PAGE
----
The University is reexamining COVID-19 community standards in response to new U.S. Centers for Disease Control and Prevention guidelines for vaccinated individuals.
The federal recommendations, published on March 9, allow fully vaccinated individuals to meet indoors without masks or physical distancing. These guidelines apply only to small groups.
The CDC defines “fully vaccinated” people as those who have waited two weeks after receiving their only dose of the Johnson & Johnson vaccine or both doses of the Moderna or Pfizer vaccines.
In an emailed statement to The Daily Tar Heel, Provost Robert Blouin announced that the University will review these guidelines and reconsider existing standards for students and staff.
“We appreciate all of our students remaining vigilant and doing the right thing," Blouin said.
Blouin stressed the need for everyone to get vaccinated once they are eligible.
“Each are safe and effective and are one of the best ways the campus community can protect themselves and those around them from the virus, in addition to following the COVID-19 Community Standards," he said.
Audrey Pettifor, a professor of epidemiology in the Gillings School of Global Public Health, does not believe the new guidelines will change on-campus operations.
“In a household, small groups of people can get together indoors if everyone in that group is fully vaccinated,” she said. “So that doesn’t apply to workplace settings or to classroom settings at this stage.”
Pettifor also said the CDC guidelines are still not applicable to most of the general student body.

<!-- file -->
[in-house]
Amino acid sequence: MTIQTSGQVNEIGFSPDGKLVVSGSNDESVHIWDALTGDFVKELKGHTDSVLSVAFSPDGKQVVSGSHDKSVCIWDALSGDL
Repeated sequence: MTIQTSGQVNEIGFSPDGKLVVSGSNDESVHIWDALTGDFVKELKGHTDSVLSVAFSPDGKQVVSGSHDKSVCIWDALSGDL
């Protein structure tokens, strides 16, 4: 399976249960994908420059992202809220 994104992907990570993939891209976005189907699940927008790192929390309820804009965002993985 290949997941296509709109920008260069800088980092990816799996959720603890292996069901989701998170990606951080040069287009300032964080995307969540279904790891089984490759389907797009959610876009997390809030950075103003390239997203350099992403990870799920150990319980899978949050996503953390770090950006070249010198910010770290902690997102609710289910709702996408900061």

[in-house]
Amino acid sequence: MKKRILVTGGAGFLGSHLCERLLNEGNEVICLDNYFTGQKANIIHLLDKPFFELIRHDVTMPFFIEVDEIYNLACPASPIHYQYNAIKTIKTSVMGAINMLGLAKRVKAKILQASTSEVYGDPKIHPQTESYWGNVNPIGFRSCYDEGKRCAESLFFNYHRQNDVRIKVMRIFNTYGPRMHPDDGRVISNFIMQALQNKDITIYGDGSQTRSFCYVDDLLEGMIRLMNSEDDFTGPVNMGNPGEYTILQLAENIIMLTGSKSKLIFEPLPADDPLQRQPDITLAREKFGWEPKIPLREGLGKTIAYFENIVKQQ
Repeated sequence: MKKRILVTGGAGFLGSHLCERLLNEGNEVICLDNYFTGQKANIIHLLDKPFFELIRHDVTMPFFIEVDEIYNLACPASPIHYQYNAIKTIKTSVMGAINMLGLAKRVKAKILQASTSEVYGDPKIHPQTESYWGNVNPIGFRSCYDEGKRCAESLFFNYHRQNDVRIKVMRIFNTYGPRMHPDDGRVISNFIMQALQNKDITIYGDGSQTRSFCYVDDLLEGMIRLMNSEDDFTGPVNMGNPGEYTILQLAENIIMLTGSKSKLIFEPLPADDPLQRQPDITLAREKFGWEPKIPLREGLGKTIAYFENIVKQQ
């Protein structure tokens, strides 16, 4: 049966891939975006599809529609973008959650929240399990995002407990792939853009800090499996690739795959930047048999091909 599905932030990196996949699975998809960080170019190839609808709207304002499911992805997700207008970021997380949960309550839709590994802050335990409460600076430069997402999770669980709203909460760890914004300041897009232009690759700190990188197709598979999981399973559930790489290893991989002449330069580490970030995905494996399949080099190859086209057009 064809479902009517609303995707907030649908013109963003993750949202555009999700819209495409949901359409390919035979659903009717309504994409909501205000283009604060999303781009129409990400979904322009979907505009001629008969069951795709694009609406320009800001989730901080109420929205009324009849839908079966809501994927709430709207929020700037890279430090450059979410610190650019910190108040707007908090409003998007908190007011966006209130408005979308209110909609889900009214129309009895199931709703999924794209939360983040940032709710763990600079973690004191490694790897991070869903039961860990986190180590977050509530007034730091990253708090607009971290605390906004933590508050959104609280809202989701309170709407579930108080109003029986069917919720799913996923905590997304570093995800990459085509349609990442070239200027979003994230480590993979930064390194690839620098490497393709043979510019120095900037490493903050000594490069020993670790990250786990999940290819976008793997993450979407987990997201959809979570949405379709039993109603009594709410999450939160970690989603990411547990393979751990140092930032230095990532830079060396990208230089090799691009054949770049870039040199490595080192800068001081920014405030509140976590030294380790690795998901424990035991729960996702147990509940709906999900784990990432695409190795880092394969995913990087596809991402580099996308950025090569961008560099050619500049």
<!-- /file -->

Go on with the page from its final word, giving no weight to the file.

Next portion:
“The other challenge right now is that most students are not vaccinated,” she said. “And I think faculty and staff — the people who have to be on campus — are just starting to get vaccinated.”
Regardless, Pettifor said it’s important to note that the new CDC guidelines apply once an individual is fully vaccinated.
“So if you’re getting Moderna or Pfizer, that’s two weeks post your second dose,” she said. “And for people just getting vaccinated now, that’s six weeks. And if you’re getting Johnson & Johnson, that’s 14 days post your dose. So it still would be a while.”
David Green, a junior studying music and Russian language and culture, doubts the new guidelines will significantly alter student behavior.
“I really don’t think this will change anything, because the people who are going to meet anyway already are meeting right now,” Green said. “I’d say the majority of people are cautious — almost everyone wears a mask.”
Green said he is still waiting his turn for the vaccine. When he gets it, he plans to play things safe, he said.
“I’m probably very last on the list of people who will get the vaccine, but it will definitely make me feel more comfortable,” Green said. “Though I probably would still wear a mask, unless I am with someone in my household or immediate social group. I’m still pretty cautious.”
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